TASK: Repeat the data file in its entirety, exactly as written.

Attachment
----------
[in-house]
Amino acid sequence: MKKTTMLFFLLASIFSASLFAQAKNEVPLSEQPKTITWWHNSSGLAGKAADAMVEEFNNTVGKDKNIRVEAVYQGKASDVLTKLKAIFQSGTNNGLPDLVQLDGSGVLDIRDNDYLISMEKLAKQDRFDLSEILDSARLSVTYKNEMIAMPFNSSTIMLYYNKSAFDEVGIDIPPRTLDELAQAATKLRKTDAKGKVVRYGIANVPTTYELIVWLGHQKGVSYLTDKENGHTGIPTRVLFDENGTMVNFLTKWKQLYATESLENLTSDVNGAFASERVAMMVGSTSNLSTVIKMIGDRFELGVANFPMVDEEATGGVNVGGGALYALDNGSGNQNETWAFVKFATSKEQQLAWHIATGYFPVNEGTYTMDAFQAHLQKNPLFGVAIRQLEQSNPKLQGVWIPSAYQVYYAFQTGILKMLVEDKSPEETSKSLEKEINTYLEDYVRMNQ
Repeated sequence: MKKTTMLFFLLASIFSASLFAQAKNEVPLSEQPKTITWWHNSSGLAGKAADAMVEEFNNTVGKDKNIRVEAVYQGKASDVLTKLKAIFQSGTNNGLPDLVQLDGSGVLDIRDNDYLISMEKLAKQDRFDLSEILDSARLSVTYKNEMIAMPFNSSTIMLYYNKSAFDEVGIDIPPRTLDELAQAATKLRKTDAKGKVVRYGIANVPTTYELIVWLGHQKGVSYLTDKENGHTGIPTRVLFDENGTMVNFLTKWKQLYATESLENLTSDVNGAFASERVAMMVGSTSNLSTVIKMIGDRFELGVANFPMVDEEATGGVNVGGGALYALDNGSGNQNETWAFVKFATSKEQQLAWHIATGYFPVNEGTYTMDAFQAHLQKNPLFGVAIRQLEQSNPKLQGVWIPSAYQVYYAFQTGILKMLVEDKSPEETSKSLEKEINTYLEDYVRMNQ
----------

[in-house]
Amino acid sequence: MKKTTMLFFLLASIFSASLFAQAKNEVPLSEQPKTITWWHNSSGLAGKAADAMVEEFNNTVGKDKNIRVEAVYQGKASDVLTKLKAIFQSGTNNGLPDLVQLDGSGVLDIRDNDYLISMEKLAKQDRFDLSEILDSARLSVTYKNEMIAMPFNSSTIMLYYNKSAFDEVGIDIPPRTLDELAQAATKLRKTDAKGKVVRYGIANVPTTYELIVWLGHQKGVSYLTDKENGHTGIPTRVLFDENGTMVNFLTKWKQLYATESLENLTSDVNGAFASERVAMMVGSTSNLSTVIKMIGDRFELGVANFPMVDEEATGGVNVGGGALYALDNGSGNQNETWAFVKFATSKEQQLAWHIATGYFPVNEGTYTMDAFQAHLQKNPLFGVAIRQLEQSNPKLQGVWIPSAYQVYYAFQTGILKMLVEDKSPEETSKSLEKEINTYLEDYVRMNQ
Repeated sequence: MKKTTMLFFLLASIFSASLFAQAKNEVPLSEQPKTITWWHNSSGLAGKAADAMVEEFNNTVGKDKNIRVEAVYQGKASDVLTKLKAIFQSGTNNGLPDLVQLDGSGVLDIRDNDYLISMEKLAKQDRFDLSEILDSARLSVTYKNEMIAMPFNSSTIMLYYNKSAFDEVGIDIPPRTLDELAQAATKLRKTDAKGKVVRYGIANVPTTYELIVWLGHQKGVSYLTDKENGHTGIPTRVLFDENGTMVNFLTKWKQLYATESLENLTSDVNGAFASERVAMMVGSTSNLSTVIKMIGDRFELGVANFPMVDEEATGGVNVGGGALYALDNGSGNQNETWAFVKFATSKEQQLAWHIATGYFPVNEGTYTMDAFQAHLQKNPLFGVAIRQLEQSNPKLQGVWIPSAYQVYYAFQTGILKMLVEDKSPEETSKSLEKEINTYLEDYVRMNQ